You might have a domain name or a pending or registered trademark with the US Patent and Trademark Office. If so, you may be a potential recipient of unsolicited e-mails from alleged Chinese domain name registrar and dispute resolution providers.
Typically, the e-mail states that another company is attempting to register a domain name or an Internet keyword which is identical or substantially similar to the client’s trademark. Those who respond to such solicitations receive a communication from the registrar with very exorbitant prices for domain name registration.
1. Why are these e-mails considered "scams"?
- As with all domain name registrars, anyone may secure a domain name as soon as it is available. See <http://www.cnnic.net.cn/html/Dir/2007/06/04/4628.htm> (last accessed January 15, 2009).
- Dispute resolution occurs after a domain name has been registered, not before.
- Domain names are relatively inexpensive, including Chinese domain names (e.g., .cn, .com.cn, etc.).
- There are currently only two accredited Chinese domain name dispute resolution providers, China International Economic and Trade Arbitration Center and Hong Kong International Arbitration Center.
2. What should I do if I receive a suspicious e-mail from an alleged domain name registrar and dispute resolution provider?
· If the e-mail states that a company wants to register a domain name that is identical or similar to your trademark, then ignore it — it is spam. As stated above, domain name disputes occur after registration, but not before. Domain names are secured on a first come, first served basis.
· Additional steps you can take:
o Check to see if the Chinese domain name firm is accredited by the Chinese Internet Network Information Center ("CNNIC").
§ A listing of accredited CNNIC domain name registrars and dispute resolution providers is available at <http://www.cnnic.net.cn/html/Dir/2006/02/14/4008.htm> (last accessed January 15, 2009).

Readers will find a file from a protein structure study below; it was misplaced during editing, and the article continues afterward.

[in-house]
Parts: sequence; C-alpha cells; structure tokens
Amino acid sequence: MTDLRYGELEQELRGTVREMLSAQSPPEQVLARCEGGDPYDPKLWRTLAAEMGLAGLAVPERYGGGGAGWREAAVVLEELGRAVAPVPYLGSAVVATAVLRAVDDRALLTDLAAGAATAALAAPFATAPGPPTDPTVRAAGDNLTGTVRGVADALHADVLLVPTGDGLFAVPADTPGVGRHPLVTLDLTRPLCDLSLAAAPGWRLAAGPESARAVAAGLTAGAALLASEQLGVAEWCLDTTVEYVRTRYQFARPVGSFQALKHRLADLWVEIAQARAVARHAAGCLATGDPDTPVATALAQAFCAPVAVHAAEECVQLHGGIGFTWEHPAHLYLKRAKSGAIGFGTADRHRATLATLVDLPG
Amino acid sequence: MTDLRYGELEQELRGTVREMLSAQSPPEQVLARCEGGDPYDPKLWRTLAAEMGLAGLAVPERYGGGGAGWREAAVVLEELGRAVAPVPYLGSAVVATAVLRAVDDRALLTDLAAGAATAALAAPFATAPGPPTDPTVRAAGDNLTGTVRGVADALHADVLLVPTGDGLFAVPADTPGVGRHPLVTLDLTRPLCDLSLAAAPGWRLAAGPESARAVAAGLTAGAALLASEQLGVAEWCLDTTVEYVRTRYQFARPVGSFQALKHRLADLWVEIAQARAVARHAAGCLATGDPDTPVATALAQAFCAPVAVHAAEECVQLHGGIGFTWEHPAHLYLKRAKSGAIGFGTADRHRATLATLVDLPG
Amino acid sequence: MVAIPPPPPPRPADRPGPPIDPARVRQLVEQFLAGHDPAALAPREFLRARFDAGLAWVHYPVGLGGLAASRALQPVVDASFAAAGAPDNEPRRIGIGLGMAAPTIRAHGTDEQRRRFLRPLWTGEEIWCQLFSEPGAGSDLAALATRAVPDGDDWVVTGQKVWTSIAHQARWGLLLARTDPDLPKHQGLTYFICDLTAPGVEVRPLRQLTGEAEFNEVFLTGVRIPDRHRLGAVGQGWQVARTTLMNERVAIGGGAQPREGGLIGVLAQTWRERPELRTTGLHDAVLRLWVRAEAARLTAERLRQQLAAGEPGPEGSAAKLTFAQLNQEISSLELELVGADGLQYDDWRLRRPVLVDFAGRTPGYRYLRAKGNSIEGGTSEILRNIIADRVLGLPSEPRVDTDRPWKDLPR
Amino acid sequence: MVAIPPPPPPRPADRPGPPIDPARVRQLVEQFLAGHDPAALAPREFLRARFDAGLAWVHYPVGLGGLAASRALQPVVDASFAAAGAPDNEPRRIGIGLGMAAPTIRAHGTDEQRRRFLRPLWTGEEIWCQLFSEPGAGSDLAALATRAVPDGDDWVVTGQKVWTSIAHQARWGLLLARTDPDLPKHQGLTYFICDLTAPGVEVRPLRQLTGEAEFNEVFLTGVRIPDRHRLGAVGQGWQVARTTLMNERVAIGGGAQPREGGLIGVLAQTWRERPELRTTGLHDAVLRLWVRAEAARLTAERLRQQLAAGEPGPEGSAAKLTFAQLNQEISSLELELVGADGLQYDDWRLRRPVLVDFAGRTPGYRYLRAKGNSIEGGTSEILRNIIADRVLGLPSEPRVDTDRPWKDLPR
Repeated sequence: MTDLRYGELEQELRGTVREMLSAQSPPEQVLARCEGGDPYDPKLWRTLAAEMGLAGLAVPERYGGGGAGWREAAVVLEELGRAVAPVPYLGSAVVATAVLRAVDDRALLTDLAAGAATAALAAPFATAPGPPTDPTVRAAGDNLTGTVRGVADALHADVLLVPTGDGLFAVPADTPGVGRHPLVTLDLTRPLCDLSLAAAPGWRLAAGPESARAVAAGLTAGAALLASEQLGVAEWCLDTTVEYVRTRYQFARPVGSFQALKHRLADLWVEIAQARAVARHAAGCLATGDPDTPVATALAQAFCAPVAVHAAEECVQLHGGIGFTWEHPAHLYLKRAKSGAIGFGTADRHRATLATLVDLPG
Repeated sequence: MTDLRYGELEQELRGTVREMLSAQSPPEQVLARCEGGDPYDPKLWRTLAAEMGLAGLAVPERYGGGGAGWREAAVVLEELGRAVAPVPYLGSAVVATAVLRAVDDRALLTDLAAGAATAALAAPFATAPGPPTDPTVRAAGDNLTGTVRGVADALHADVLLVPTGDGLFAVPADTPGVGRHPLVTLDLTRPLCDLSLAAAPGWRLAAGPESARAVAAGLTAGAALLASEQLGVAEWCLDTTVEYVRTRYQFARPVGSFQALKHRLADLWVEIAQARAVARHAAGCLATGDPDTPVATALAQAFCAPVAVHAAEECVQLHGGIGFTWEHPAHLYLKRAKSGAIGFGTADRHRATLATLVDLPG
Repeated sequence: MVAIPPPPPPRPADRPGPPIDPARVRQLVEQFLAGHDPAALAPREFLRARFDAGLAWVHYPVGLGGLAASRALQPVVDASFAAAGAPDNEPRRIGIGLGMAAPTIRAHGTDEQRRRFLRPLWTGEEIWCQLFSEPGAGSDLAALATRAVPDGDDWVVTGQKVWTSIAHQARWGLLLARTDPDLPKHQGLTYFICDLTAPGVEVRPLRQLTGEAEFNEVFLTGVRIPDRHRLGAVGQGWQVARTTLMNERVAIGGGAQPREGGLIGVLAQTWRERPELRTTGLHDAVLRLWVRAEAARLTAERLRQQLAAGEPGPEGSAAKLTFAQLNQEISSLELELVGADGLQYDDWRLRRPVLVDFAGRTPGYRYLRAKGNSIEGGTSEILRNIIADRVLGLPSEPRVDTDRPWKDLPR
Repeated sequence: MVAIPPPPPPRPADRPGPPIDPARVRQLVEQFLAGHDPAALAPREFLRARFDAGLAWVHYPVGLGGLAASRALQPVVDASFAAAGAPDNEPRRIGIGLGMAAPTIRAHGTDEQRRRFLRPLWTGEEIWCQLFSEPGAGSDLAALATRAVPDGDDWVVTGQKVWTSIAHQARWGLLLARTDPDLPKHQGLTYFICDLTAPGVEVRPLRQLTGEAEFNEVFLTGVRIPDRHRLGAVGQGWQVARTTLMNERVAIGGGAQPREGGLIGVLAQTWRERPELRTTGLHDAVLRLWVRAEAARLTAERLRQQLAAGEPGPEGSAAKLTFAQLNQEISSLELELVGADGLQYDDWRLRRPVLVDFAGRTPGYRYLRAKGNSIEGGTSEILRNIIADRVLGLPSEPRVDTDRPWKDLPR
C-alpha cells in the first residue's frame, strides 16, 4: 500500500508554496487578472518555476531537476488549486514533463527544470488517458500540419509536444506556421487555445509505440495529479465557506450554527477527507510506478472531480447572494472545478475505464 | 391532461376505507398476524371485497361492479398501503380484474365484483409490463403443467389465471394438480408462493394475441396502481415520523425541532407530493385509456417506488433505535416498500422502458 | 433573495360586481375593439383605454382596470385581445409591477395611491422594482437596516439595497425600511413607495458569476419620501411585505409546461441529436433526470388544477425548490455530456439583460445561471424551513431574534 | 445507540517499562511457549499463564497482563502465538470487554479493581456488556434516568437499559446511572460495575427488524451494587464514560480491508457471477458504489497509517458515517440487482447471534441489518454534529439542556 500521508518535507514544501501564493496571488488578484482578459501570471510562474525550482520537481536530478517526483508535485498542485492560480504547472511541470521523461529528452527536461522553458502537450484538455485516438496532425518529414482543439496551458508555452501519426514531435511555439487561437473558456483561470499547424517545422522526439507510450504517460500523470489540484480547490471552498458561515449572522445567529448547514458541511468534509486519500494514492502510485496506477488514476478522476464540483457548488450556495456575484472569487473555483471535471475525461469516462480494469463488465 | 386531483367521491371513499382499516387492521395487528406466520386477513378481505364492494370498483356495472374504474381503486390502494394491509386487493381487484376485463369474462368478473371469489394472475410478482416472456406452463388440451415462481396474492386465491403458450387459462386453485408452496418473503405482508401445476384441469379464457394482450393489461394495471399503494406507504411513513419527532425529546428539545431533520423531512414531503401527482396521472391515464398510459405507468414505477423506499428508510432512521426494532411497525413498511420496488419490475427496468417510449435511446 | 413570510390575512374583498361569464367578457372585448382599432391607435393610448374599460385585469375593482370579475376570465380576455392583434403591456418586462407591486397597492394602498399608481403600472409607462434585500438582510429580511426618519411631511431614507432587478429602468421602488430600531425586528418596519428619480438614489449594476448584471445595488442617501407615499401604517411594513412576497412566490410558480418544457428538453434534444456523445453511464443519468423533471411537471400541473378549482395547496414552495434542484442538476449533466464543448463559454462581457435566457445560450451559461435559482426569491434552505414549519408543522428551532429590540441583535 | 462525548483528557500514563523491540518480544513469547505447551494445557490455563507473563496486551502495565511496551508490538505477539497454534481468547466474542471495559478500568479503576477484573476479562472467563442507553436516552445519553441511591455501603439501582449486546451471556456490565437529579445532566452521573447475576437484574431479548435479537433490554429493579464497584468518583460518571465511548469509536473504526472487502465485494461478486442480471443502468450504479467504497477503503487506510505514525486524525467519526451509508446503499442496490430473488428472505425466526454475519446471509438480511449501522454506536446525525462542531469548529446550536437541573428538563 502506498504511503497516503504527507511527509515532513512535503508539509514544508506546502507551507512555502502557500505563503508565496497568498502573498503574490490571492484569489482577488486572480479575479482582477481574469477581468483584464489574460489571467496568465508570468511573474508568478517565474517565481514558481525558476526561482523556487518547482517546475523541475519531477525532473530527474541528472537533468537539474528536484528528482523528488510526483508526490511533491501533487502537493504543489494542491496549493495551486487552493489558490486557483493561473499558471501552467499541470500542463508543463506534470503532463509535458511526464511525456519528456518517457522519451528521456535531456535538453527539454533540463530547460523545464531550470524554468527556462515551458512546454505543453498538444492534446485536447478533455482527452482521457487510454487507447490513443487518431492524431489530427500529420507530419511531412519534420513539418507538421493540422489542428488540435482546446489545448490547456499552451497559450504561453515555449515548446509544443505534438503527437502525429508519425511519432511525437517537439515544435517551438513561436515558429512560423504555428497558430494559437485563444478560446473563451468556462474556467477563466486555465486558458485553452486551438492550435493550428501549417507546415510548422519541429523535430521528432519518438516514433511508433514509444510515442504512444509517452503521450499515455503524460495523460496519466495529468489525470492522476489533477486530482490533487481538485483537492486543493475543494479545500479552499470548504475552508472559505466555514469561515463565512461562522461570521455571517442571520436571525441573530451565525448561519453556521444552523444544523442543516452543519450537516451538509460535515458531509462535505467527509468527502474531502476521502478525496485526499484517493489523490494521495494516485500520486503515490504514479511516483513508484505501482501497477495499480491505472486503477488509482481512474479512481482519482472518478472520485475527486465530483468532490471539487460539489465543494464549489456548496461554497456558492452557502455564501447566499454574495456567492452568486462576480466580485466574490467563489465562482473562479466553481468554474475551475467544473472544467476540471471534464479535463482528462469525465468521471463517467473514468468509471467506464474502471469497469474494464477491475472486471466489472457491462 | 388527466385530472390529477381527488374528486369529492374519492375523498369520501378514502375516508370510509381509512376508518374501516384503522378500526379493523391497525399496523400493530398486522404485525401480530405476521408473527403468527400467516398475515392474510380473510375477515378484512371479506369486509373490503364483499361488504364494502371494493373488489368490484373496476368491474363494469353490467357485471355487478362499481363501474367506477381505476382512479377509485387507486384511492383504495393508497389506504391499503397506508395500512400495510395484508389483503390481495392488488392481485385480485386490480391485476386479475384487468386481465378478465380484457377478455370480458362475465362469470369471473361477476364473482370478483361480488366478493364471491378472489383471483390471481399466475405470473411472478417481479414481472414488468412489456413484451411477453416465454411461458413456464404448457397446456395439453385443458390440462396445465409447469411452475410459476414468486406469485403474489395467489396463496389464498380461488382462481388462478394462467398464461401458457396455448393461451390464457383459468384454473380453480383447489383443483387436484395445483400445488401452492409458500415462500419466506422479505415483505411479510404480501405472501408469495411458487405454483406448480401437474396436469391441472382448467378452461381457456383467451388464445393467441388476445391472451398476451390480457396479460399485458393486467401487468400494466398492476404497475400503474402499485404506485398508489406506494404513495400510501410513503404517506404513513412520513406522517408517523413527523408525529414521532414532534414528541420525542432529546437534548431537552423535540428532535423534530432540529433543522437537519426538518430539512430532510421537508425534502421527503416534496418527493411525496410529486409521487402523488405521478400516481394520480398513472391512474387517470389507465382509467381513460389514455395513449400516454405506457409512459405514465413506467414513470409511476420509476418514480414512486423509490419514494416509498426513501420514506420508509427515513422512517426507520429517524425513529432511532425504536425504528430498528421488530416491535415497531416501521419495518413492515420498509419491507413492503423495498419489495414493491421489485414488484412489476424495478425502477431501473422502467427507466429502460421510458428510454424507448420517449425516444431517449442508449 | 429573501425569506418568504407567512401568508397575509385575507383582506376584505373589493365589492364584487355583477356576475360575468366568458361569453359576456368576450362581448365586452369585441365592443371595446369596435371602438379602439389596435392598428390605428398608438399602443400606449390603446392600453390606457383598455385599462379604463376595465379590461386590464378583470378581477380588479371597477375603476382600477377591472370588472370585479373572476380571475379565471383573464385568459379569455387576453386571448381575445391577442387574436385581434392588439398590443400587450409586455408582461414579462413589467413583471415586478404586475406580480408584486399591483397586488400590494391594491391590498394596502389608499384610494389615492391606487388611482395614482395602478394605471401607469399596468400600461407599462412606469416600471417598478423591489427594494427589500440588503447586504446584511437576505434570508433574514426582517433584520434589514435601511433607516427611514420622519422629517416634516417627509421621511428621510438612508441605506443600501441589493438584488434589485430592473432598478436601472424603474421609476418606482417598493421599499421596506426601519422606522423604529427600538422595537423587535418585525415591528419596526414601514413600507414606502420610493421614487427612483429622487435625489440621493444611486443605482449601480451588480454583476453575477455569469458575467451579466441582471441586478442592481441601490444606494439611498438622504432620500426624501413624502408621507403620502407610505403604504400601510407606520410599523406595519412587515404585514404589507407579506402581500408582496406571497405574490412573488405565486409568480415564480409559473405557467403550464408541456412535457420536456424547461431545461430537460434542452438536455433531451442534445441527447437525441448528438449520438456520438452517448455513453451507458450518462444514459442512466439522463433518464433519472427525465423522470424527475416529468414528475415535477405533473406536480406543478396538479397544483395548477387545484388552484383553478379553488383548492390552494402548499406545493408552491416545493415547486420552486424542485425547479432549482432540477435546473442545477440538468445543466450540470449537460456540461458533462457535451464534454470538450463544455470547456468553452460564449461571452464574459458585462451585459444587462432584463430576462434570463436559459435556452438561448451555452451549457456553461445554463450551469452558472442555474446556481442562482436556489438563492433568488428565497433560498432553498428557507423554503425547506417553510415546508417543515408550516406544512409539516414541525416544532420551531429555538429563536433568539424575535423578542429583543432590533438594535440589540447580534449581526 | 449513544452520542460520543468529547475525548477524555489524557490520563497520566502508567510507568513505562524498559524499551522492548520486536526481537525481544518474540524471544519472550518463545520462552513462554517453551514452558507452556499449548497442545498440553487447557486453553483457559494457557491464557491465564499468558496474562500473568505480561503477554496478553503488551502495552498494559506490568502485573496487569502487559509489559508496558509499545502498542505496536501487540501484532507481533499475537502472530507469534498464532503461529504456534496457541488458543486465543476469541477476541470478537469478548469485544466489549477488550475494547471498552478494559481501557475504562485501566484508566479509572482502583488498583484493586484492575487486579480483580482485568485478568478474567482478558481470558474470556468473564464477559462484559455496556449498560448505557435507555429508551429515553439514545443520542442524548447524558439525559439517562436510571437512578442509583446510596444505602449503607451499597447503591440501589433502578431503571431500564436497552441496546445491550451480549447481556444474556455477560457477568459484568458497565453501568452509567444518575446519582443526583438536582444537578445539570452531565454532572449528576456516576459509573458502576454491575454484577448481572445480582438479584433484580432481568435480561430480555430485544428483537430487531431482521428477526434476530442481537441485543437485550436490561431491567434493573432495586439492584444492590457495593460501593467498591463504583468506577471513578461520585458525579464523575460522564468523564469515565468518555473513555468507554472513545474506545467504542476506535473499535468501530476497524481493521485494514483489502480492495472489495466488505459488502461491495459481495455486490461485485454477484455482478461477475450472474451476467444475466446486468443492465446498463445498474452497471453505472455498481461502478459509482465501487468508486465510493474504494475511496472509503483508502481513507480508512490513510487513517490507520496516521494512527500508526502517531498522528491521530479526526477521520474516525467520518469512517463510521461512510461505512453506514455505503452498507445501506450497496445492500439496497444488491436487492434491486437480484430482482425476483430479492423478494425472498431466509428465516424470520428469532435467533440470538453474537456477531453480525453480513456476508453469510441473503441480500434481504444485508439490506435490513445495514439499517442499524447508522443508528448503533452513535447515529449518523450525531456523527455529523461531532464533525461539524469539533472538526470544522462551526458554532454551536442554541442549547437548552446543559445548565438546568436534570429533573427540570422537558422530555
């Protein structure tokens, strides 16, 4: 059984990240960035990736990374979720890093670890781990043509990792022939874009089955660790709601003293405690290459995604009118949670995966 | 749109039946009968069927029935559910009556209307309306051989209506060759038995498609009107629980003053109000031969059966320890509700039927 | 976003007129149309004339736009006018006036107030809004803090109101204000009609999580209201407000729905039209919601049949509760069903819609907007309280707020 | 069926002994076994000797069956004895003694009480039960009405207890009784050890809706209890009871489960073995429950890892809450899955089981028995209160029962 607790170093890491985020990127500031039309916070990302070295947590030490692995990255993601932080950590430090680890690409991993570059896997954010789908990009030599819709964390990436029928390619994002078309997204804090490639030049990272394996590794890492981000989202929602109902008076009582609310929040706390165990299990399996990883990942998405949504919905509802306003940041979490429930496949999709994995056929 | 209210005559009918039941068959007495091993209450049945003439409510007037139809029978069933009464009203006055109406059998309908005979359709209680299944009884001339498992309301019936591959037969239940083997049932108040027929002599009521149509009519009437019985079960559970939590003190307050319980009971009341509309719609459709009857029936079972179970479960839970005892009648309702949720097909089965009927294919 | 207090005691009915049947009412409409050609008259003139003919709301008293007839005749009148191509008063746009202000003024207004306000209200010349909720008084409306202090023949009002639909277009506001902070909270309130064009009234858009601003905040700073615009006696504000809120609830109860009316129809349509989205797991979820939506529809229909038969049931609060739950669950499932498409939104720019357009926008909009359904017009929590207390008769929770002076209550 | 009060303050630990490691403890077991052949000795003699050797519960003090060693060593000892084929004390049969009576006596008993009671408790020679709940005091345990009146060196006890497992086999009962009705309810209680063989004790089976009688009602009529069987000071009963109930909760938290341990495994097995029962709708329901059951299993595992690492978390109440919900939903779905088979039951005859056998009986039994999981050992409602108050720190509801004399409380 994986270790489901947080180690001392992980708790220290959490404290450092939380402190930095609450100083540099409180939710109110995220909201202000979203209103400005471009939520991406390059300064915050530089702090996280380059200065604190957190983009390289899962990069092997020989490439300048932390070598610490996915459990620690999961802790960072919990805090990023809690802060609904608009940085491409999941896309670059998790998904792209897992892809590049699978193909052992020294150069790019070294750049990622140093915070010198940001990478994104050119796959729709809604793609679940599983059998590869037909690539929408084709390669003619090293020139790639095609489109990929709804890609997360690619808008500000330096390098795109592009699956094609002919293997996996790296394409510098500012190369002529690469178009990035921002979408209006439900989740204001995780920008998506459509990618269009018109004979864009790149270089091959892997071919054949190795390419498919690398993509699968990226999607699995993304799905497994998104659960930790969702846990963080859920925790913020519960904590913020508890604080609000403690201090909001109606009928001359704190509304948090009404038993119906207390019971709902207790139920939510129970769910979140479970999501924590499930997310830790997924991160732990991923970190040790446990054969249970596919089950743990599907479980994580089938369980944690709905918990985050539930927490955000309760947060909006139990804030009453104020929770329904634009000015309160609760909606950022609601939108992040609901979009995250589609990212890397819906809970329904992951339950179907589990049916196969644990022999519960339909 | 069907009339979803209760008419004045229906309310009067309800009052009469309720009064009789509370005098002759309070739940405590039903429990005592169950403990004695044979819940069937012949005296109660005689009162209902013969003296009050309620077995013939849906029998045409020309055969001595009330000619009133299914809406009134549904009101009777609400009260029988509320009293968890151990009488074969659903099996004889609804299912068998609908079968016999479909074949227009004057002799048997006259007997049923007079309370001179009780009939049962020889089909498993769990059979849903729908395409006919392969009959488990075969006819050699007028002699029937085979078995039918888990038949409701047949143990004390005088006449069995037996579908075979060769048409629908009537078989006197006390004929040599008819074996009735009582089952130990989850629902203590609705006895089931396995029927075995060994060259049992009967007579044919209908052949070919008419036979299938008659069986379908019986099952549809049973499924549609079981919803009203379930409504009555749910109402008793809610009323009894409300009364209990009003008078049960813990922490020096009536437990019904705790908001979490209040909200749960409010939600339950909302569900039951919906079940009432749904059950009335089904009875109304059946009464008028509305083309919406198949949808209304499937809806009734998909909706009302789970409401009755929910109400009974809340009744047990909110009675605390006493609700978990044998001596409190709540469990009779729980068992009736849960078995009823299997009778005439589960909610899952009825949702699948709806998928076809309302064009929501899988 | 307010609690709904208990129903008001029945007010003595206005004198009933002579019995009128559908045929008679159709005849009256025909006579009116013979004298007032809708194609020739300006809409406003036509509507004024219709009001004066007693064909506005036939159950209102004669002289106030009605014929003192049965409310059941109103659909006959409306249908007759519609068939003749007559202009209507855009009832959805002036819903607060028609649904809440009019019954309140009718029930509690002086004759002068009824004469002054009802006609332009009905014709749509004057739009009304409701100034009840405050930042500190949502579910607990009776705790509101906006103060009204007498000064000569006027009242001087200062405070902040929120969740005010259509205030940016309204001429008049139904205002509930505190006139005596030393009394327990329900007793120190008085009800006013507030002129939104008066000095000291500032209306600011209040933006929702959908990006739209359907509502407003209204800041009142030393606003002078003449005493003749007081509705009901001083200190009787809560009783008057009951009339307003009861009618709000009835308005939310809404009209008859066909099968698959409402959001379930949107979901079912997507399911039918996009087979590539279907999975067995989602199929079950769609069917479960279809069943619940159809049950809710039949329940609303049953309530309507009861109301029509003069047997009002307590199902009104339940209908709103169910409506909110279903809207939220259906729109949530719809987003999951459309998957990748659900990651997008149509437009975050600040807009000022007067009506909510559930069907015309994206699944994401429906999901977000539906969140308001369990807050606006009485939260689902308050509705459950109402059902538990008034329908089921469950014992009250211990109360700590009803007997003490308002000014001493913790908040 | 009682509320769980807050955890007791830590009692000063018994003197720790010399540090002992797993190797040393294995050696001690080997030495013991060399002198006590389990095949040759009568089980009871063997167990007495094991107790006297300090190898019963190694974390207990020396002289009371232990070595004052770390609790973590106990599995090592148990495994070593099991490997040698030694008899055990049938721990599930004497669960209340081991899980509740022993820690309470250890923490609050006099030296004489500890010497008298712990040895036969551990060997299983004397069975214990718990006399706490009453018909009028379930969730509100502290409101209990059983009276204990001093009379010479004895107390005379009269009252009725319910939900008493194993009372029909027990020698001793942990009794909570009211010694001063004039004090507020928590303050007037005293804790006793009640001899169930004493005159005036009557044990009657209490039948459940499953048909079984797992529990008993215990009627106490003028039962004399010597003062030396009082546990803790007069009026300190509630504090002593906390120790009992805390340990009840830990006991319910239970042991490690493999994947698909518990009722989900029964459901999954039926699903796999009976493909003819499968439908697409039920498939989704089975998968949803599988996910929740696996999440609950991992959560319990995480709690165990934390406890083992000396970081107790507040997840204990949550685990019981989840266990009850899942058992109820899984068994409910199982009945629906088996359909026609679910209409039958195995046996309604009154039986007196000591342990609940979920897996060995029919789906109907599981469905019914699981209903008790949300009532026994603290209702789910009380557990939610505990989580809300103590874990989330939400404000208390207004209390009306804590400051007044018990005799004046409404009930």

o Educate yourself about the Chinese domain name registration and dispute resolution process. See <http://www.cnnic.net.cn/html/Dir/2005/10/11/3218.htm >, <http://www.cnnic.net.cn/html/Dir/2005/03/24/2861.htm> (last accessed January 15, 2009).
o Search the Internet to see if others have received similar e-mails and also search to make sure that your trademark is actually not being misused.
3. Should I register a Chinese domain name?
· If your company has a presence in China, registration of a Chinese domain name is recommended.
o However, a trademark search is recommended to help ensure that the domain name(s) which your company wants to apply for does not infringe or otherwise conflict with an existing trademark.
· The domain name registrar should be accredited by CNNIC.
E-mails which state that someone is trying to register a domain name that is similar to your trademark should be ignored as spam. Domain names may be registered as soon as they become available and there is no "opposition" process. Additionally, the only accredited domain name dispute resolution providers in China are the China International Economic and Trade Arbitration Center and the Hong Kong International Arbitration Center.
If you have any questions, concerns or comments, please contact Ralph F. Manning, Esquire at 412.594.5540 or email@example.com or Lee Kim, Esquire at 412.594.3915 or firstname.lastname@example.org of the Tucker Arensberg, P.C. Intellectual Property and Technology Law Group.